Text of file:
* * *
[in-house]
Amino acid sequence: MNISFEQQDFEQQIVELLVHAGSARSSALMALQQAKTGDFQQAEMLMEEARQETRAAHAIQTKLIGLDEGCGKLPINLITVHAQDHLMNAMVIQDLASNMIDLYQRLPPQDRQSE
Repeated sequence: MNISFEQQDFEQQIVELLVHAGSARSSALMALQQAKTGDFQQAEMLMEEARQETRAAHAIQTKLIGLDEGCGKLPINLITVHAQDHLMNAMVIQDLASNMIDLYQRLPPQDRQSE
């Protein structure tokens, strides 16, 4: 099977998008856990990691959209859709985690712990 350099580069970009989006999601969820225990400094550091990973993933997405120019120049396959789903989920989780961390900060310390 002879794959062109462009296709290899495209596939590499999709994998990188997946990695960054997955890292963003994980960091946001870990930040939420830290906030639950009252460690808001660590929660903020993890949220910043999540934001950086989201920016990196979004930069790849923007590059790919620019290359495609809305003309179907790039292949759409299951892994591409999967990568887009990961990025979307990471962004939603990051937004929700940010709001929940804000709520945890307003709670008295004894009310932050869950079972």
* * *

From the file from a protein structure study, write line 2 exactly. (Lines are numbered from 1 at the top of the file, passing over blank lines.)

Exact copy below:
Amino acid sequence: MNISFEQQDFEQQIVELLVHAGSARSSALMALQQAKTGDFQQAEMLMEEARQETRAAHAIQTKLIGLDEGCGKLPINLITVHAQDHLMNAMVIQDLASNMIDLYQRLPPQDRQSE